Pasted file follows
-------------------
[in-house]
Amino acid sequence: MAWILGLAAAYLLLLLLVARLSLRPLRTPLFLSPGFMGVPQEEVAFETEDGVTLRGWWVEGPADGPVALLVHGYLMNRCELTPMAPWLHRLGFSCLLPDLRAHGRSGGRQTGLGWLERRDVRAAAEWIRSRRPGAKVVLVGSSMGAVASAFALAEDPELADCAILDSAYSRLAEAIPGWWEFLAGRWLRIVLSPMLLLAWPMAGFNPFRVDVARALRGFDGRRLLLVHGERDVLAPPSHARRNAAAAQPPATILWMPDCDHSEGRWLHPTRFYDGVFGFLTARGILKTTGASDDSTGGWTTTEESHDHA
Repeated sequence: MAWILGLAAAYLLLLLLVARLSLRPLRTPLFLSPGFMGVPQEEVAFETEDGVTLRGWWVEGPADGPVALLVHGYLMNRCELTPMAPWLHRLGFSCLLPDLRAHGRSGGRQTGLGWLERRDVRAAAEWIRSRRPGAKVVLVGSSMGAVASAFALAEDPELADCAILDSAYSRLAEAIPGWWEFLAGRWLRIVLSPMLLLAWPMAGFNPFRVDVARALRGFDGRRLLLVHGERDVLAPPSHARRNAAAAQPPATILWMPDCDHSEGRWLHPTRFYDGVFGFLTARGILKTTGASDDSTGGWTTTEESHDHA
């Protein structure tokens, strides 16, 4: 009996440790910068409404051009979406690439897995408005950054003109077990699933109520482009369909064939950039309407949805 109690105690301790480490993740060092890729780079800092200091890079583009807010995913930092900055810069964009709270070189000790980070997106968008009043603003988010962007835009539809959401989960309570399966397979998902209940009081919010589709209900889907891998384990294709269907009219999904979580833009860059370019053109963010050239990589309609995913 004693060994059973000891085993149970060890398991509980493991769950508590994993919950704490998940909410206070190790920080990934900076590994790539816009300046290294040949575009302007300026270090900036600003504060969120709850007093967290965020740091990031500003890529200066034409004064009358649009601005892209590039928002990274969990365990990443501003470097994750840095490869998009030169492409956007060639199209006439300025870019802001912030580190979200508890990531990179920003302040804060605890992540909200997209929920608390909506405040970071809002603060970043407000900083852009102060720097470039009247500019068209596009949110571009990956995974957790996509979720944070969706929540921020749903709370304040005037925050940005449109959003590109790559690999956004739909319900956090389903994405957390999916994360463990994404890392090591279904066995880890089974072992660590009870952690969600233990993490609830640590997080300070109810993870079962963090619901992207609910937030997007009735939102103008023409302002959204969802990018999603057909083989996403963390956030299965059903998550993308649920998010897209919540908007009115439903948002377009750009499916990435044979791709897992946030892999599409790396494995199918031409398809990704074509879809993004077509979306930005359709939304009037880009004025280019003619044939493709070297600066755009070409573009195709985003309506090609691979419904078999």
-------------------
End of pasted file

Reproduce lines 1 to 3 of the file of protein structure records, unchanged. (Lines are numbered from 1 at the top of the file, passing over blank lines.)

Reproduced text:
[in-house]
Amino acid sequence: MAWILGLAAAYLLLLLLVARLSLRPLRTPLFLSPGFMGVPQEEVAFETEDGVTLRGWWVEGPADGPVALLVHGYLMNRCELTPMAPWLHRLGFSCLLPDLRAHGRSGGRQTGLGWLERRDVRAAAEWIRSRRPGAKVVLVGSSMGAVASAFALAEDPELADCAILDSAYSRLAEAIPGWWEFLAGRWLRIVLSPMLLLAWPMAGFNPFRVDVARALRGFDGRRLLLVHGERDVLAPPSHARRNAAAAQPPATILWMPDCDHSEGRWLHPTRFYDGVFGFLTARGILKTTGASDDSTGGWTTTEESHDHA
Repeated sequence: MAWILGLAAAYLLLLLLVARLSLRPLRTPLFLSPGFMGVPQEEVAFETEDGVTLRGWWVEGPADGPVALLVHGYLMNRCELTPMAPWLHRLGFSCLLPDLRAHGRSGGRQTGLGWLERRDVRAAAEWIRSRRPGAKVVLVGSSMGAVASAFALAEDPELADCAILDSAYSRLAEAIPGWWEFLAGRWLRIVLSPMLLLAWPMAGFNPFRVDVARALRGFDGRRLLLVHGERDVLAPPSHARRNAAAAQPPATILWMPDCDHSEGRWLHPTRFYDGVFGFLTARGILKTTGASDDSTGGWTTTEESHDHA